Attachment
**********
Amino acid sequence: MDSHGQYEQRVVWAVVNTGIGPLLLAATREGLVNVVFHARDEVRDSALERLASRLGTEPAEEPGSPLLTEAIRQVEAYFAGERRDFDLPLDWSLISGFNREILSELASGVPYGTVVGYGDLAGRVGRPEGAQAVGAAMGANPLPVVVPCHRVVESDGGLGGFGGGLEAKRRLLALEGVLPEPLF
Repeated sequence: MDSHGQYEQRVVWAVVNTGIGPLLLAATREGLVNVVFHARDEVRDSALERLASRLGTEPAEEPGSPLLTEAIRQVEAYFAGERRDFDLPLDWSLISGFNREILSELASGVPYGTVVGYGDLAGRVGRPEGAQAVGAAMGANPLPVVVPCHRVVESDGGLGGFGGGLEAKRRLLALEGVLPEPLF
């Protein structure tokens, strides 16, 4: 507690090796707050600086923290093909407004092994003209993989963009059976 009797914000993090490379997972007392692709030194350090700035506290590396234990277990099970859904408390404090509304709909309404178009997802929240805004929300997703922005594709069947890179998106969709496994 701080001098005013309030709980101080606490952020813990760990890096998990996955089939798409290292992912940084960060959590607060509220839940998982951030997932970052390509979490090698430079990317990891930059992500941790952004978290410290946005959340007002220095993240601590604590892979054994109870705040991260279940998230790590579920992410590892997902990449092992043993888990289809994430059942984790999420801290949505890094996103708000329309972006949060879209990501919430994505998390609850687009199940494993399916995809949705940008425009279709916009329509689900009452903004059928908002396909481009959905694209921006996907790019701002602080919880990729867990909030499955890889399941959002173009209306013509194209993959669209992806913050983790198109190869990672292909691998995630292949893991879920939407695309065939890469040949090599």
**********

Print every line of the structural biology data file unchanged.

Amino acid sequence: MDSHGQYEQRVVWAVVNTGIGPLLLAATREGLVNVVFHARDEVRDSALERLASRLGTEPAEEPGSPLLTEAIRQVEAYFAGERRDFDLPLDWSLISGFNREILSELASGVPYGTVVGYGDLAGRVGRPEGAQAVGAAMGANPLPVVVPCHRVVESDGGLGGFGGGLEAKRRLLALEGVLPEPLF
Repeated sequence: MDSHGQYEQRVVWAVVNTGIGPLLLAATREGLVNVVFHARDEVRDSALERLASRLGTEPAEEPGSPLLTEAIRQVEAYFAGERRDFDLPLDWSLISGFNREILSELASGVPYGTVVGYGDLAGRVGRPEGAQAVGAAMGANPLPVVVPCHRVVESDGGLGGFGGGLEAKRRLLALEGVLPEPLF
């Protein structure tokens, strides 16, 4: 507690090796707050600086923290093909407004092994003209993989963009059976 009797914000993090490379997972007392692709030194350090700035506290590396234990277990099970859904408390404090509304709909309404178009997802929240805004929300997703922005594709069947890179998106969709496994 701080001098005013309030709980101080606490952020813990760990890096998990996955089939798409290292992912940084960060959590607060509220839940998982951030997932970052390509979490090698430079990317990891930059992500941790952004978290410290946005959340007002220095993240601590604590892979054994109870705040991260279940998230790590579920992410590892997902990449092992043993888990289809994430059942984790999420801290949505890094996103708000329309972006949060879209990501919430994505998390609850687009199940494993399916995809949705940008425009279709916009329509689900009452903004059928908002396909481009959905694209921006996907790019701002602080919880990729867990909030499955890889399941959002173009209306013509194209993959669209992806913050983790198109190869990672292909691998995630292949893991879920939407695309065939890469040949090599």